By Johnson Siamachira
Smallholder farmers in East Africa can attain food security and move from subsistence to commercial farming by sustainably intensifying their maize-based farming systems. This was revealed during the annual field days recently held in Kenya and Tanzania, which were jointly organized by CIMMYT’s Sustainable Intensification of Maize-Legume Cropping Systems for Food Security in Eastern and Southern Africa (SIMLESA) project and the two countries’ national research systems.
The objective of the field days was to examine how the new experiments under SIMLESA Phase II were progressing and gather farmers’ feedback on some of the sustainable intensification interventions. They also showcased SIMLESA’s farmer-tested improved maize-legume technologies.
Smallholder farmers interacted with NGOs and private-sector partners who have shown great interest in SIMLESA’s outscaling approach, which relies on lead farmers and uses demonstration sites as learning centers. Some of the sites promote smallholder agriculture development by linking farmers with buyers and agridealers, and helping them access credit and technical training.
In Tanzania, the field day was held on July 16 in Karatu District, with the participation of more than 300 people, including senior government officials. Highlighted during the field day were a newly released drought tolerant maize hybrid (TZH 538), a newly released bean variety (JESCA), proper maize and bean intercropping practices, and farm mechanization equipment, especially direct seeders, jab planters and rippers.
In neighboring Kenya, during the field day held in Meru County on July 21, SIMLESA’s technologies were included in a mega-demonstration plot where SIMLESA partners in eastern Kenya promote conservation agriculture (CA) technologies at the smallholder farm level. All activities are carried out by members of the area’s agricultural innovation platform (AIP) through which SIMLESA farmer groups, the Kenya Agriculture and Livestock Research Organization, and relevant stakeholders share agricultural information and knowledge.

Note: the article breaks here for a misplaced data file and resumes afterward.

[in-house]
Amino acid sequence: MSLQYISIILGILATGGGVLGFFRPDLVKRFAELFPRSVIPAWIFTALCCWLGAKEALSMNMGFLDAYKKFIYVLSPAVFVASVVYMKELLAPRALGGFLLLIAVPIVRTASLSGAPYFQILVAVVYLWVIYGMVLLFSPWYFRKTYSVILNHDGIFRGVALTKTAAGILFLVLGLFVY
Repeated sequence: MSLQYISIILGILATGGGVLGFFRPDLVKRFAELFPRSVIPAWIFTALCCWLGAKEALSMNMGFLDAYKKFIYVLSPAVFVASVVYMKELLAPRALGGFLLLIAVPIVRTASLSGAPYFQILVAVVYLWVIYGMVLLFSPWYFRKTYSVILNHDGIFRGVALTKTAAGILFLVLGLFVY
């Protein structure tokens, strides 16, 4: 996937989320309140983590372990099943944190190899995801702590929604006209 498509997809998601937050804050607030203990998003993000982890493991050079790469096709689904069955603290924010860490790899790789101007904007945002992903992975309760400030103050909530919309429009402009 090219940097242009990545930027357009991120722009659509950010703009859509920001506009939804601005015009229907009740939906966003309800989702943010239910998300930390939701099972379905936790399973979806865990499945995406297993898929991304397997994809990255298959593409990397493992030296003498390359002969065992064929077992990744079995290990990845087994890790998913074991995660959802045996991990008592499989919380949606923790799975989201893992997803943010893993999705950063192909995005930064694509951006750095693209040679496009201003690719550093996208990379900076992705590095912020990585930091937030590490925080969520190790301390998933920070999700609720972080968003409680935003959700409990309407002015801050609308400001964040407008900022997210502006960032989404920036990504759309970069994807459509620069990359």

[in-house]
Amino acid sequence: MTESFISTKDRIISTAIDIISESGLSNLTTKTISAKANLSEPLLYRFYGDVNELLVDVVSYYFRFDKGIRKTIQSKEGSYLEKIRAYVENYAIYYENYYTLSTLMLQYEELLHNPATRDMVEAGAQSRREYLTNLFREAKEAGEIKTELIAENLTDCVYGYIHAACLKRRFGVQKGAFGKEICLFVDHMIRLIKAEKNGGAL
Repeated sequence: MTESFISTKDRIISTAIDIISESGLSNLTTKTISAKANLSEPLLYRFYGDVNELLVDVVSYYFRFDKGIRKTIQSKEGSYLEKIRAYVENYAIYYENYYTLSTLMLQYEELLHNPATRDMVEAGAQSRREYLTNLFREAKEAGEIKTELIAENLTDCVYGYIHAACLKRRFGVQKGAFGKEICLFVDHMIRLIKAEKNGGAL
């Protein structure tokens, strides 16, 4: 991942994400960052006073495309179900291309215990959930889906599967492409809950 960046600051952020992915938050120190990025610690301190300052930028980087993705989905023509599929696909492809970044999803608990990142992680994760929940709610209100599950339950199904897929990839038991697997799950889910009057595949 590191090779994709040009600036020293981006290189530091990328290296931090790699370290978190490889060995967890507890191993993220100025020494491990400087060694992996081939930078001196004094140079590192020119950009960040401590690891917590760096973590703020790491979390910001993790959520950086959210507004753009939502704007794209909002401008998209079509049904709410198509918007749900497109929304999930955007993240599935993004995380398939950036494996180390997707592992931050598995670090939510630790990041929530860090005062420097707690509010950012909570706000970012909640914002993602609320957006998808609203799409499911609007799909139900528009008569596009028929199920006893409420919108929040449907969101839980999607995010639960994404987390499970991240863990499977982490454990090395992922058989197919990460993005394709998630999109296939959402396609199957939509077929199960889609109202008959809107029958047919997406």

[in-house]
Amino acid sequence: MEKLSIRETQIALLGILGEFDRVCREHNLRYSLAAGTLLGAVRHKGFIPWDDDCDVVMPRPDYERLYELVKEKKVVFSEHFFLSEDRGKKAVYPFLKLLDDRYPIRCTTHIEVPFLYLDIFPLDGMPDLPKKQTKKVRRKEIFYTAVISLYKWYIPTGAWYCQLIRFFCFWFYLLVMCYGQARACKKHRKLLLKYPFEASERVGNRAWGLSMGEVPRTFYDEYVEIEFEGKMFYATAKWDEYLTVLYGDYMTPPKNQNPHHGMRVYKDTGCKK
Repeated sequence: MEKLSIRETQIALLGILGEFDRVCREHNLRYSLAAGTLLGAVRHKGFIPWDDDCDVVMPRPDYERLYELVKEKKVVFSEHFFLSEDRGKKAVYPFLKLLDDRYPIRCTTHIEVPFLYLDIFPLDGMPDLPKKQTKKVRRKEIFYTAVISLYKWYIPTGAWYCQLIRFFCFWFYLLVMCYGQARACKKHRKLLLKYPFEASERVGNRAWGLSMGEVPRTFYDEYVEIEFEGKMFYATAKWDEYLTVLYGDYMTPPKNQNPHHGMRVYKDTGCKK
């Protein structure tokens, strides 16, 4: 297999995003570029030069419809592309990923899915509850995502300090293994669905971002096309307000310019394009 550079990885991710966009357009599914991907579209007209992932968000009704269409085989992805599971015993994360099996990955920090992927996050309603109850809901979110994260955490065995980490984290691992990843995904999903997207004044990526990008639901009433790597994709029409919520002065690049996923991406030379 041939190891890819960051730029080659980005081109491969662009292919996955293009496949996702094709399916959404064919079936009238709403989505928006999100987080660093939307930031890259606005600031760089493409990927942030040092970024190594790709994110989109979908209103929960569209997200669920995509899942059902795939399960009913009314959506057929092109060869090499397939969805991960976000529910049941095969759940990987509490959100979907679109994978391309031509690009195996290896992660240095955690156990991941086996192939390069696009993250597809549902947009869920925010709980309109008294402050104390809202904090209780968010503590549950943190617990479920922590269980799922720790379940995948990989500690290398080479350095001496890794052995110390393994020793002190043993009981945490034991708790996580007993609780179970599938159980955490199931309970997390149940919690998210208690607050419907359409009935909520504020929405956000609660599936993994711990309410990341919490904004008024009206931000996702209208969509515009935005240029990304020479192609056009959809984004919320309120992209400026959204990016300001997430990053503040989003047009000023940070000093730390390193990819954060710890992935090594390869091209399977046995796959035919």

AIP in SIMLESA refers to a network of actors along a value chain with aligned objectives and activities to sustainably generate and share information, and knowledge on agribusiness and other agricultural development work.
The field day in Boro, Siaya County, western Kenya, was organized by the Boro Agricultural Innovation Platform on 22 July. It presented agricultural technologies such as maize-groundnut rotations and maize-pigeonpea systems being implemented by lead farmers and adopted by over 2,000 farmers. In this area, new maize and groundnut varieties have been introduced under SIMLESA Phase II, in addition to common bean varieties that were previously tested in core on-farm exploratory trials.
Speaking at the field day at Boro, SIMLESA Project Leader Mulugetta Mekuria said the debate on whether CA works or not was no longer an issue. “The bottom line is that smallholder farmers should move from subsistence to commercial farming. To achieve this, more work is needed to improve seed systems in Africa by encouraging local research institutes and locally-owned African seed companies, and installing mechanisms to reach farmers with improved seeds.” He also stressed the urgent need to work with smallholder farmers to maximize crop yields and improve their land through more efficient use of fertilizers and herbicides, and better post-harvest processing and storage facilities.
Helping family farmers diversify what they grow to ensure a nutritionally diverse diet and protect their farming income from the risks of climate change, was also another key message.
Other main “take home” messages from the field days included:
- Strengthening national and local institutions
- Building the technical and knowledge infrastructure for sustainable farming
- Improving financial investment in agriculture
- Improving access for “innovative” private investors, such as microfinance